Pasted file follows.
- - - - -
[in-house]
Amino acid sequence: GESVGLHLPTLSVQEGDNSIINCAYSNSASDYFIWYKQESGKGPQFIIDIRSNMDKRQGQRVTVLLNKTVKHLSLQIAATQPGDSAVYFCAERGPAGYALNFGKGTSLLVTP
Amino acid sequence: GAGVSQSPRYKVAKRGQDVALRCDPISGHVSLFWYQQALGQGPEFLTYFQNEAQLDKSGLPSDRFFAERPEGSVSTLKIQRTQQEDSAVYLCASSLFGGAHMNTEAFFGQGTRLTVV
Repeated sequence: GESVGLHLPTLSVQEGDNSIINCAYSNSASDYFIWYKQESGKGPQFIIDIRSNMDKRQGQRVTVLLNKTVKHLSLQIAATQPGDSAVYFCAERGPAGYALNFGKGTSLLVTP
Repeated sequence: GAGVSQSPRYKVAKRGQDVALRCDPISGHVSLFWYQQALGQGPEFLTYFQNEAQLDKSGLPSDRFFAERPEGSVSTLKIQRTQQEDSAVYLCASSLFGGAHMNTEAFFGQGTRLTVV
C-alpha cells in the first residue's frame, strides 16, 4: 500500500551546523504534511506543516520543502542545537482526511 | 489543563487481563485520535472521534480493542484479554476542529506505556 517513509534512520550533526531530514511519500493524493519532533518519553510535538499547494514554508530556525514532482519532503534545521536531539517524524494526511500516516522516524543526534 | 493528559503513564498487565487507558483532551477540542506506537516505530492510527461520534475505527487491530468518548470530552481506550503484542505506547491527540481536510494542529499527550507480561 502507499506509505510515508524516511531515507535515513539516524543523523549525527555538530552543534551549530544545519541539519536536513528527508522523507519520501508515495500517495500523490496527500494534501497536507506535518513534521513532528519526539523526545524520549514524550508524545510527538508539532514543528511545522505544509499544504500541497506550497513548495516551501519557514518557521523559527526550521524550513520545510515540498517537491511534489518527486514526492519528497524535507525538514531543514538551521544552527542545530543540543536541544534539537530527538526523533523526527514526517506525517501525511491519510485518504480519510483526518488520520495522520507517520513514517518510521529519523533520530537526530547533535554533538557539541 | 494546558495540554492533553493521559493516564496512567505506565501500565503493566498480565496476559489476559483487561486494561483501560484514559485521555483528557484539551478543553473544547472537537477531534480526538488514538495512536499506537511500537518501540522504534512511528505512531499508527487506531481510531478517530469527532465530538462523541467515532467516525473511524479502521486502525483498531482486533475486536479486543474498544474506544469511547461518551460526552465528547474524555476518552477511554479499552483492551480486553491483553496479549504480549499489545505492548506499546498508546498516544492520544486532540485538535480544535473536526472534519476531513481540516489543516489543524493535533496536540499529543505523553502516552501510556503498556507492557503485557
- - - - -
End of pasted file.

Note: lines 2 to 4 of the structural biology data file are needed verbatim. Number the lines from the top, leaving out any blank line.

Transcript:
Amino acid sequence: GESVGLHLPTLSVQEGDNSIINCAYSNSASDYFIWYKQESGKGPQFIIDIRSNMDKRQGQRVTVLLNKTVKHLSLQIAATQPGDSAVYFCAERGPAGYALNFGKGTSLLVTP
Amino acid sequence: GAGVSQSPRYKVAKRGQDVALRCDPISGHVSLFWYQQALGQGPEFLTYFQNEAQLDKSGLPSDRFFAERPEGSVSTLKIQRTQQEDSAVYLCASSLFGGAHMNTEAFFGQGTRLTVV
Repeated sequence: GESVGLHLPTLSVQEGDNSIINCAYSNSASDYFIWYKQESGKGPQFIIDIRSNMDKRQGQRVTVLLNKTVKHLSLQIAATQPGDSAVYFCAERGPAGYALNFGKGTSLLVTP